13 hours
Remember: the CIA will say what the President tells them to say:

CIA Spokesman Slams ‘13 Hours’ as ‘Distortion’ of Benghazi Events

Ted Johnson, Senior Editor | January 15, 2016 | 04:31PM PT

A spokesman for the CIA is criticizing the Michael Bay movie “13 Hours: The Secret Soldiers of Benghazi” as a “distortion of the events and people who served in Benghazi that night.”

The spokesman, Ryan Trapani, was quoted in an exclusive Washington Post story, which also features an interview with the CIA chief in Benghazi on Sept. 11, 2012, when Ambassador Chris Stevens and three others were killed in a siege of the diplomatic compound and attack on the CIA annex.

“No one will mistake this movie for a documentary,” Tripani told the Post. “It’s a distortion of the events and people who served in Benghazi that night. It’s shameful that, in order to highlight the heroism of some, those responsible for the movie felt the need to denigrate the courage of other Americans who served in harm’s way.”

Tripani did not immediately respond to requests for comment.

The CIA base chief, identified only as “Bob,” takes issue with a key point in the movie, when he tells the six contractors to “stand down” before responding to calls for help at the nearby diplomatic compound. The movie shows the contractors waiting for more than 20 minutes before bucking orders and leaving to try to save Stevens and others.

“There was never a stand-down order,” the CIA chief told the Post. “At no time did I ever second-guess that the team would depart.” The CIA chief told the Post that he spent about 20 minutes trying to enlist local security teams.

Well, of course the CIA would state that there was never any stand-down order; if such an order was given, no one in the Administration would ever, ever admit it.

Zuckoff told Variety on Thursday, “We have never heard anything from the CIA other than, ‘No [the stand-down order] didn’t happen.’ These guys [the security contractors] are putting their lives and their reputations on the line saying, ‘We were forced to wait,and the record shows it.'”

In interviews, the contractors have been adamant that the “stand down” order was issued. Earlier this week, Rep. Trey Gowdy (R-S.C.), chairman of the House Select Committee on Benghazi, said in an interview with the Boston Herald that when it comes to the stand down order, “there are witnesses who said there was one and there are witnesses who said there was not one… So the best I can do is lay out what the witnesses say and then you are going to have to make a determination as to who you believe is more credible.”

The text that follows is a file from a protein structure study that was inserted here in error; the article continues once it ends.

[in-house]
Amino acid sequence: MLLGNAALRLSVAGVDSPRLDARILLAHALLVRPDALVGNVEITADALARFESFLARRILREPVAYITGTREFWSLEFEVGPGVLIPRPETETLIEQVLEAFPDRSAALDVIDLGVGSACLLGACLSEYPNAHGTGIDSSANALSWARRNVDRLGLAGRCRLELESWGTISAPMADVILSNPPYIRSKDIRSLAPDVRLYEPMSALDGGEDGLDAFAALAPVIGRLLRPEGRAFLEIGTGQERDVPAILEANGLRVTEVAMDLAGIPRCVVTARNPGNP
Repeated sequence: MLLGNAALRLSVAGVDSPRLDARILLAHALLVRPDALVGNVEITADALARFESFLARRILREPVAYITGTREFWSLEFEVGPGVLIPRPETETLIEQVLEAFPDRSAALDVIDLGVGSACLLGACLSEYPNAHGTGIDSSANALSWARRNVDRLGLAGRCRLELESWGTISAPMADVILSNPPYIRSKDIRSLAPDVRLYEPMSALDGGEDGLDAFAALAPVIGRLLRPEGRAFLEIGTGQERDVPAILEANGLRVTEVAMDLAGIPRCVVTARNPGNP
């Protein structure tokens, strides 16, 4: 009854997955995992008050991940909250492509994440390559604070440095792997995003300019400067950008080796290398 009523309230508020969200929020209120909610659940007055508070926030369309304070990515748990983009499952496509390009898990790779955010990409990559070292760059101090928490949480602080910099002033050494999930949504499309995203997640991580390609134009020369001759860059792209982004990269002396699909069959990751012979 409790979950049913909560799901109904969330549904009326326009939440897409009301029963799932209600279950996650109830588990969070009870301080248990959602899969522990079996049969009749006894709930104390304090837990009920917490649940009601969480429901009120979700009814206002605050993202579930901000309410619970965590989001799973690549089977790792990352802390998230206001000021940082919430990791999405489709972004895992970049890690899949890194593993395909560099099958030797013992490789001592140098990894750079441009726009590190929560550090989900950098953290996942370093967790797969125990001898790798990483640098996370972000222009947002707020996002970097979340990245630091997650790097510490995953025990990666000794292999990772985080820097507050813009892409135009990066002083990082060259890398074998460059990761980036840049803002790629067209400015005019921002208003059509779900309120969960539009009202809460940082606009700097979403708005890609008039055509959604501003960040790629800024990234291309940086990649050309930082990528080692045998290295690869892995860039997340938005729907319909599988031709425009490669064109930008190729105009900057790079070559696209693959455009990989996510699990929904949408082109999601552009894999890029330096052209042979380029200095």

There's a bit more in the original. I have yet to see the movie -- heck, I haven't even seen the new Star Wars movie yet! -- but Robert Stacey Stacy McCain loved it, concluding:

The media know the truth — all of the essential facts have actually been reported — but the full story of incompetent Obama/Clinton policy blunders that led up to Benghazi, and which also resulted in the rise of ISIS, has never gotten the kind of sustained coverage that CNN typically devotes to “white cop kills teenage black criminal” stories.

Our national media have sold their souls to the Democrat Party. Their news coverage is determined by political calculations. The editors, producers and reporters are all Democrats who never miss an opportunity to promote partisan propaganda. They are hired liars.

And, of course, the professional media would never, ever, publish or broadcast anything which could harm the presidential prospects of then-Secretary of State Hillary Clinton.

Was a stand-down order issued? Did the political leadership hesitate when prompt action might have saved Ambassador Christopher Stevens, Sean Smith, Tyrone Woods and Glen Doherty? We don't know that such an order was issued, but we do know that American forces which might have helped were never dispatched. It was claimed that there was no plan of action available, but when your forces are several hours away, you move them closer while developing such a plan. Events might force a recall, but without getting forces closer to the problem, no rescue action could have been taken. The failure to get available forces on the way in the first place was the same as a stand-down order!

The late professor Vincent Davis, then-Director of the Patterson School of Diplomacy and International Commerce at the University of Kentucky, once said, in a class I took, that if someone has the power to take an action, and chooses not to do so, he has taken an action nevertheless.¹ The failure to get troops on the way was a decision which meant that no action could be taken by anyone other than personnel already in Benghazi. Whether such forces could have done anything by the time they arrived had they been deployed is unknowable, but we do know that they couldn't do anything if they were not there.

The Obama Administration and the Clinton campaign are, and always have been, very determined to sweep any information, and even any discussion, about the Benghazi attacks as far under the rug as they could. I have absolutely no doubt that any further comment by anyone still under the command of President Obama will continue to state that there was no stand-down order. But what cannot be swept under the rug is the fact that, stand down order or not, the United States under President Obama, then-Secretary of Defense Leon Panetta, then-Secretary Clinton, and then-CIA Director David Petreaus -- the principle decision-takers at hand for the crisis -- failed to take any action which could have saved more lives.
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Cross posted on The First Street Journal.
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¹ - While I certainly do not possess an eidetic memory, a few old collegiate lessons remain with me these several decades later, and that is one of them.